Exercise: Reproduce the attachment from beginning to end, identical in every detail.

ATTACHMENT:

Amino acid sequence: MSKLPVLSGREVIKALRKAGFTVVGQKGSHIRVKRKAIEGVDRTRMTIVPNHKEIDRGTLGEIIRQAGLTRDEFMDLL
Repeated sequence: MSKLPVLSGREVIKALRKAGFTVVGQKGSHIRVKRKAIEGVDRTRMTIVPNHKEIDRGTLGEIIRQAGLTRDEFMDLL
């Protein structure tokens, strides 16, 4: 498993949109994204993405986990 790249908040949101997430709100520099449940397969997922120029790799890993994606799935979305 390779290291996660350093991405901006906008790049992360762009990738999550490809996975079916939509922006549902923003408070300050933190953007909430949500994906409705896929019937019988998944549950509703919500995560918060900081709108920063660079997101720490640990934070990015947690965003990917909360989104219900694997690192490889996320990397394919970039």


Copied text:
Amino acid sequence: MSKLPVLSGREVIKALRKAGFTVVGQKGSHIRVKRKAIEGVDRTRMTIVPNHKEIDRGTLGEIIRQAGLTRDEFMDLL
Repeated sequence: MSKLPVLSGREVIKALRKAGFTVVGQKGSHIRVKRKAIEGVDRTRMTIVPNHKEIDRGTLGEIIRQAGLTRDEFMDLL
């Protein structure tokens, strides 16, 4: 498993949109994204993405986990 790249908040949101997430709100520099449940397969997922120029790799890993994606799935979305 390779290291996660350093991405901006906008790049992360762009990738999550490809996975079916939509922006549902923003408070300050933190953007909430949500994906409705896929019937019988998944549950509703919500995560918060900081709108920063660079997101720490640990934070990015947690965003990917909360989104219900694997690192490889996320990397394919970039």